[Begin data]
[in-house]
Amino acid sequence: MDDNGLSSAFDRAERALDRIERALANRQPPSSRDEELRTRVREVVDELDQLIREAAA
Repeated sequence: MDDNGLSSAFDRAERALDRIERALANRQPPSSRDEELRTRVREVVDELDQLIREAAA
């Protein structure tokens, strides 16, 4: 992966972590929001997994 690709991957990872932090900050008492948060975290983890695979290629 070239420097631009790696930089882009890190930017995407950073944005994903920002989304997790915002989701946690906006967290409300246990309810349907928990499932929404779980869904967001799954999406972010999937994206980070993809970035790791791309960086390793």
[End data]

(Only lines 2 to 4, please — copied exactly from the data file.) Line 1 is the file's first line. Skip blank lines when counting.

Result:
Amino acid sequence: MDDNGLSSAFDRAERALDRIERALANRQPPSSRDEELRTRVREVVDELDQLIREAAA
Repeated sequence: MDDNGLSSAFDRAERALDRIERALANRQPPSSRDEELRTRVREVVDELDQLIREAAA
């Protein structure tokens, strides 16, 4: 992966972590929001997994 690709991957990872932090900050008492948060975290983890695979290629 070239420097631009790696930089882009890190930017995407950073944005994903920002989304997790915002989701946690906006967290409300246990309810349907928990499932929404779980869904967001799954999406972010999937994206980070993809970035790791791309960086390793």